The Narrowing Rift: Voice UI and Conversational UI
If today’s voice operated devices AREN’T conversational, what does “conversational” even mean?
This is the second in a series of posts inspired by my time as a workshop speaker and attendee at Interaction 17 (February 2017, New York City).
In my last post, we talked about the state of voice user interfaces (VUI) at this moment in time. Voice user interfaces have gone mainstream and are changing lives and increasing accessibility for many consumers.
At the same time, today’s voice user experiences (best known as Cortana, Alexa, and Google Home) remain rooted in a very simple, command-and-control methodology. We can only call the current experiences “conversational” in the broadest sense of the word — as spoken words exchanged.
A popular and sometimes contentious topic during the Interaction 17 proceedings was conversational UI (CUI). In general, this currently refers to chat bots and other written-input user interfaces. A frequent question raised: is Alexa conversational? How do these devices fall short of human standards?
Facebook’s Messenger Bots are the most well-known example of conversational UI these days, although several public Twitter and Slack bots fit the CUI description. Notably, chat bots are almost universally implemented via graphical output and text input, rendering them still fundamentally different from voice UIs… for the time being.
How do we define conversation after taking it for granted our entire lives? Paul Grice published 5 maxims for conversation in a fairly dense paper on the subject.
In his IxD17 talk “Conversation is More than Interface”, Paul Pangaro applied Gordon Pask’s Conversation Theory to define conversation as Context, shared Language, Exchange, Agreement, and Transaction.
Further, the typical outcome of conversation is beyond direct action: it is often the building of a shared history and trust.
This is where we fall short in today’s voice systems: they are fairly ignorant of a shared history, and have no concept of how they might engender trust.
On the subject of trust, researcher Christina Xu shared an important insight regarding Chinese digital culture in her talk “Convenient Friction: Observations on Chinese UX in Practice.” In that environment, conversational interfaces are routinely used for commerce, since they perceived as more trustworthy. And yet, those interactions in China are still generally run by actual people. What could we learn about trust in commercial conversation transactions in other cultures to inform conversational UI?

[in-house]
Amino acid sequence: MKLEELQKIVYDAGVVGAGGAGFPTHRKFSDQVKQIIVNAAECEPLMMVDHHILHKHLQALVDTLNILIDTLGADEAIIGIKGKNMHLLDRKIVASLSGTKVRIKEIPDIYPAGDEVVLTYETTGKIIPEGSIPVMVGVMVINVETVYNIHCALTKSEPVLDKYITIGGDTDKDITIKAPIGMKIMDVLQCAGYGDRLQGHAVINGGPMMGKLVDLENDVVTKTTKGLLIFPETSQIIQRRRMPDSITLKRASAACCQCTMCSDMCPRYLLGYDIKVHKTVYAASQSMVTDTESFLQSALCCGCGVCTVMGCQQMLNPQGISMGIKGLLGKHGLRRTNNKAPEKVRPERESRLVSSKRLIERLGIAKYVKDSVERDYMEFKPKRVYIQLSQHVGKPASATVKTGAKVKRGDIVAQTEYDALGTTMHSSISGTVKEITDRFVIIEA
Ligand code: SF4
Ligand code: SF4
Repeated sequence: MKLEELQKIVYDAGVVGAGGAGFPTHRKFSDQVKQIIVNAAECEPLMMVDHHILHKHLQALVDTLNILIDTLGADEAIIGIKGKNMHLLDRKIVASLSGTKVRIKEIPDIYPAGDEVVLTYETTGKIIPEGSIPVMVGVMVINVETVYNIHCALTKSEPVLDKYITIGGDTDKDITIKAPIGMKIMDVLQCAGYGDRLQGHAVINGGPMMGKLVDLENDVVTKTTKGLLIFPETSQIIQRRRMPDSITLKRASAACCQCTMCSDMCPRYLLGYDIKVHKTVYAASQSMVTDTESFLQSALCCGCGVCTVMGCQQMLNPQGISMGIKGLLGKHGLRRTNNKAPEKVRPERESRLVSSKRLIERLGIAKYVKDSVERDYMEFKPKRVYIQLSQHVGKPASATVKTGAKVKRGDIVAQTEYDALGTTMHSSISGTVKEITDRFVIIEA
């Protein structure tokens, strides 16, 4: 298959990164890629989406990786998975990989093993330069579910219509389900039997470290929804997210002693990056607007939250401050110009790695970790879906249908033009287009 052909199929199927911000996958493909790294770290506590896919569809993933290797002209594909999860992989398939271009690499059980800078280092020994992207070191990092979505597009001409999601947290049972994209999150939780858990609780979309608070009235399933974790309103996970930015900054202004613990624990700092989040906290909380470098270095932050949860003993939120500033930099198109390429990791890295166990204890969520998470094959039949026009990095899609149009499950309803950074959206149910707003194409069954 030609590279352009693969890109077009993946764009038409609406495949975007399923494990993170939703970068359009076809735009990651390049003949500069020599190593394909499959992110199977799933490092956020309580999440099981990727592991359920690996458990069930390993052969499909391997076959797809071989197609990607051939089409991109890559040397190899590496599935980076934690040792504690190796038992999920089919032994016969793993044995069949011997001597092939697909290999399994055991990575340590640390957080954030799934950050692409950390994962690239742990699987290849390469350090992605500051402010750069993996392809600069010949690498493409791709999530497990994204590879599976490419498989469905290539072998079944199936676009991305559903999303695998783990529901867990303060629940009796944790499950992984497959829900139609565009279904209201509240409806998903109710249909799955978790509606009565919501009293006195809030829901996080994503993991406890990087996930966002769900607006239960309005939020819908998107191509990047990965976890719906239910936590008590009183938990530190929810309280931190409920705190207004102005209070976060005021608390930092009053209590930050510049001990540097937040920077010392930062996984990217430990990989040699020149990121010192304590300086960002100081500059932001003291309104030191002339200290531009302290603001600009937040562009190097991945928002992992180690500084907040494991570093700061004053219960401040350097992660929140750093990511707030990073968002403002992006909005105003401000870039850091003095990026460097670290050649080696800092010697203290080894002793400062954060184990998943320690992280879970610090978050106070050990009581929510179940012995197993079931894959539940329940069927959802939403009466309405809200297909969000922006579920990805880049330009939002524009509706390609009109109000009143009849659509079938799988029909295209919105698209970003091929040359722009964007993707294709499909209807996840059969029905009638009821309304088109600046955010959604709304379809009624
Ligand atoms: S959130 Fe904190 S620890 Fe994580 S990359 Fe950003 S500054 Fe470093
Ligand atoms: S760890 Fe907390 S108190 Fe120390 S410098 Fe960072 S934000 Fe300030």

Back to Paul Pangaro’s talk: he further expanded on Gordon Pask and Hugh Dubberly’s work, describing four basic conversational frames. Two of those frames can be easily found in the current generation of VUI.
Controlling: specifying a goal with means of achieving it (“Play my Prince station on Pandora.”)
Delegating: asking for an outcome without specifying how to achieve it (“Play some uptempo music.” )
At the same time, two other conversational frames were described that go beyond most voice user interfaces today:
Guiding: discussing the means of achieving a goal (“I want to hear some music. How should I do it?”)
Collaborating: mutually deciding on goals between both participants. (“What should we do?”)
These less-common frames would be more helpful in situations where the customer is less experienced with the system, and indeed training and onboarding are big hurdles for today’s systems. And what if the customer’s goal is simply to be entertained? There’s still a certain something missing.
Craftsmanship in Conversation
Once we’ve built a framework for conversation, we must paint in the details — writing the actual text delivered in the exchanges.
Later in the CUI session, researcher Elizabeth Allen walked us through how Shopify uses cross-channel bots to emulate a marketing employee’s exchanges back in North America. These bots reach out via text based channels to offer to launch Facebook ad campaigns based on sales trends. Even though these were strictly graphical/text interactions, some customers began to reply to these bots as if they were actual people.
And yet, Elizabeth brought a few key cautions that can shatter this suspension of disbelief. In particular, customers can find these bots pushy if the timing and length of responses are not carefully tuned.
Our brains don’t give text-based conversational UI the anthropomorphizing “benefit of the doubt” that we apply to voice-delivered user interfaces. This puts greater pressure on CUI designers to be writers, keeping an eye towards creating the illusion of engagement. Voice UIs with good text-to-speech synthesizers sometimes get this illusion largely for free.
In a later talk in the CUI track, designer Whitney French called out 5 metrics for creating engaging conversational UI: intelligence, flow & cadence, helpfulness, personality, and utility. While these are all subjective metrics, the most difficult to emulate is personality; humor in particular is highly subjective. These metrics can also be applied to today’s voice UIs, but the burden of brevity is greater for spoken UI.